Training is a core function of many organizations, as employees need to be taught a few standard things to help them effectively work within a company, and best perform their role. But how many organizations put the learner first  when thinking about what needs to be taught?

This is the main differentiator between training and learning.

Historically, training is very business centric versus learner centric. We are all familiar with the transactional model of training: attend a lecture or class, and take a test. It’s easy to assume that because this style of training is common and widely used, it’s successful. Don’t fix something that’s not broken, right?

Wrong. In a recent presentation at Puget Sound, Degreed’s CLO Kelly Palmer shared some findings that suggest we might want to rethink our current methods. “Traditional training really hasn’t worked,” said Palmer. “$160 billion dollars a year is spent on training but 80% of what is taught is forgotten within 30 days. Even more astonishing is less than 15% of that learning is applied on the job.”

With less than 15% of trainees applying their learning to their positions, perhaps it’s time we re-evaluate.

Big shifts occur when we put the focus on learning and the individual instead of the old model of formal training and getting a “completed” mark in the LMS. Digital technology gives us instant access to learning, anytime, anywhere. Even if we think about our own personal habits, the internal LMS or formal training classroom is likely not the first place you look for an answer.

According to Degreed research, when people need to learn something new, around 47% search the Internet and 43% browse specific resources. But just 28% search their employers’ learning systems and only 21% rely on their L&D or HR departments. This tells us that employees go beyond what L&D is providing, and take matters into their own hands to find the learning they want in their time of need.

This is not to say that formal training isn’t important, just that the investments and priorities need to be rebalanced to include many individual-focused learning opportunities. “What I’ve learned over time is that it’s not so much the classroom training experience that employees still ask for,” said Palmer. “When together, that’s where employees get to network with peers, collaborate and actually interact with other people from the company. I think in-person training still has a huge part to play, especially when you’re trying to encourage peer-to-peer knowledge transfer.”

The best learning organizations are focused on learner needs and finding a balance between formal training, and individual, learner-driven opportunities that create a thriving learning culture.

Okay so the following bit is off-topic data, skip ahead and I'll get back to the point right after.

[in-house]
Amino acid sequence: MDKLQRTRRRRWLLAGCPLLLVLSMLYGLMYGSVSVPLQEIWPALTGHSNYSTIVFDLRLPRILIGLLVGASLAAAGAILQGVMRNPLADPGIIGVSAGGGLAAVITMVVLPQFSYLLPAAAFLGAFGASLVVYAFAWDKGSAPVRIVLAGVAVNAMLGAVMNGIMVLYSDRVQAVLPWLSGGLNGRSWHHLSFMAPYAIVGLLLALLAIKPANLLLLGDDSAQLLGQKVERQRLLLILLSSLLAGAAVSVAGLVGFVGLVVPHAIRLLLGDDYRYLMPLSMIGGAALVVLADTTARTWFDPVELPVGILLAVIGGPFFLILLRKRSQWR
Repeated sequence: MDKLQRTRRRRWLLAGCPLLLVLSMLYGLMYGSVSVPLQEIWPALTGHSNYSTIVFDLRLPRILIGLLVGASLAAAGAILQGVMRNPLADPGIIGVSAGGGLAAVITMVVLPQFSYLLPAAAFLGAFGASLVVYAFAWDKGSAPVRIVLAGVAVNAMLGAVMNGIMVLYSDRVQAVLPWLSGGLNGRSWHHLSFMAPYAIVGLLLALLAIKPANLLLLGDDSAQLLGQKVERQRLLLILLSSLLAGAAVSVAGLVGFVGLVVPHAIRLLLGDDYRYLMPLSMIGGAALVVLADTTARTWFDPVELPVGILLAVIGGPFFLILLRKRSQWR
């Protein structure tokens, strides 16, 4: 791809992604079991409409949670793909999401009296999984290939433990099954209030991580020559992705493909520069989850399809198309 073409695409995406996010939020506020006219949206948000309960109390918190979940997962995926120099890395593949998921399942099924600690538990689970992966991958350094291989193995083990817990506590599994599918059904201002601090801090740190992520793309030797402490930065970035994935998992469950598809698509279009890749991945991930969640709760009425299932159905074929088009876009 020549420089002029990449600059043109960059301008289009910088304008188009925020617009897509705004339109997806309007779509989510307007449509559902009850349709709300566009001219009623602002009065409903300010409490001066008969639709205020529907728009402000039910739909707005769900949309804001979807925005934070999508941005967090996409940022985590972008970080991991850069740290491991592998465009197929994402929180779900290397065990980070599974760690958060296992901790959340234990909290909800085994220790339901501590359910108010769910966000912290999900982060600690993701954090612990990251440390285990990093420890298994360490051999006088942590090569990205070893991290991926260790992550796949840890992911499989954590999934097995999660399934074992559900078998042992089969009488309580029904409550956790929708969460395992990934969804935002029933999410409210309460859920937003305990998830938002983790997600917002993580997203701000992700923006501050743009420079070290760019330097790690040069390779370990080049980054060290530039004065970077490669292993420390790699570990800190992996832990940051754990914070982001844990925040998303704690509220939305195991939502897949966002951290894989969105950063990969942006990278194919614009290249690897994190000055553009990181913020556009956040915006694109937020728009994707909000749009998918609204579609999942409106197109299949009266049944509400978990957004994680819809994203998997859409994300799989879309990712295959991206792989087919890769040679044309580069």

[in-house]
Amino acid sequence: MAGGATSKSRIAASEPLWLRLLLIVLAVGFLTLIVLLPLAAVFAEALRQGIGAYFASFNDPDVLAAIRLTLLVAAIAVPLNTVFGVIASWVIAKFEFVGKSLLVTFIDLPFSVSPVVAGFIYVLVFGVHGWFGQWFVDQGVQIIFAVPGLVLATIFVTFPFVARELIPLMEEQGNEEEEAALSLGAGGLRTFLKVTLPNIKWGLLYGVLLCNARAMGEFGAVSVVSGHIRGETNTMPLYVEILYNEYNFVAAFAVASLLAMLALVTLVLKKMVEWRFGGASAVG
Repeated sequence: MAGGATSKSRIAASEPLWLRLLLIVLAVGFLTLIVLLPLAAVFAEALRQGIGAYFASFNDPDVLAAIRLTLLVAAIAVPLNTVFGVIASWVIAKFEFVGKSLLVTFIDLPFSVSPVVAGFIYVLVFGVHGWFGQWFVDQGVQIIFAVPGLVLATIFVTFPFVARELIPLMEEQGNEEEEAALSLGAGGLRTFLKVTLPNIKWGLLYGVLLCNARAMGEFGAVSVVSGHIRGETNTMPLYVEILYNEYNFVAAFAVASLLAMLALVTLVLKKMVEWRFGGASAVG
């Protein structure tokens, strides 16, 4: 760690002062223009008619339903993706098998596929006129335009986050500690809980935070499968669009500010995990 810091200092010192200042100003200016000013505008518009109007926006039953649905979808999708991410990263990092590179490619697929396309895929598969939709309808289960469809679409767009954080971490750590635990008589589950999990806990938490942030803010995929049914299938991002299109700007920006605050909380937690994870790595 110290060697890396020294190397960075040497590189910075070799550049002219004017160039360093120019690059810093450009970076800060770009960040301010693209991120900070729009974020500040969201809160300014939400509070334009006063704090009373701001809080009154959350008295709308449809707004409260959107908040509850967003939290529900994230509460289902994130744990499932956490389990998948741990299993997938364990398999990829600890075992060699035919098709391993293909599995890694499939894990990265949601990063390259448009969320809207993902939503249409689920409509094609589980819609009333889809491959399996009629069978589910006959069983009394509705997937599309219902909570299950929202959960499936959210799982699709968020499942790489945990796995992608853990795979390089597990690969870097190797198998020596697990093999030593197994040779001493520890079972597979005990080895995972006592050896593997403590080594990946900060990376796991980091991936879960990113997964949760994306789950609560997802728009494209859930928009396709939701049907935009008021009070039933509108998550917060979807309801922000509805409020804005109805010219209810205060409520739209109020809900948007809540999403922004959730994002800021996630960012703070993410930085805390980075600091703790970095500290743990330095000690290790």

To learn how you can better meet the needs of your learner, check out Degreed’s How The Workforce Learns Report.

Today, learning content is everywhere. Degreed counts nearly 1,400 providers of live and online courses, videos, books, articles, blogs, podcasts, and more. Finding, curating, and personalizing the absolute best content from any source, in any format, has become a core responsibility for today’s L&D professional.

Degreed curates learning in 5 ways:  

  1. L&D and subject expert led curation (push learning)
  2. Machine curation (automated learning recommendations)
  3. Social curation (peer-to-peer collaboration)
  4. Personal curation (pull learning)
  5. Curation services (curation-as-a-service)

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L&D-led and SME-led curation

There is a lot of great content out there from a variety of sources. L&D no longer needs to build all learning content from scratch. With the rapid pace our industries are moving, it’s nearly impossible to keep up on every topic. Degreed’s Pathways give your L&D professionals and subject-experts a simple, yet powerful toolkit to search, structure and share existing learning resources (in any format, from any system, inside or outside your organization). Anyone with authoring rights can curate, collaborate and publish high-quality, blended learning experiences on any topic or skill – all in just minutes or hours, not days or weeks.

A Pathway is a collection of learning content that can be used for sharing knowledge on any topic. A pathway can include a combination of content from any source, including your organization’s proprietary content, (like courses from your LMS, content from Sharepoint sites, or internal wikis), eLearning courses from partners, online videos, articles, podcasts, events, books, or more.

A basic informal pathway can be built in as little as 20 minutes. Pathways on advanced competencies take an average of 8-12 hours for a learning strategist to design, develop, and polish, which is a huge time saving when compared to the days and weeks it takes to build a custom course from scratch.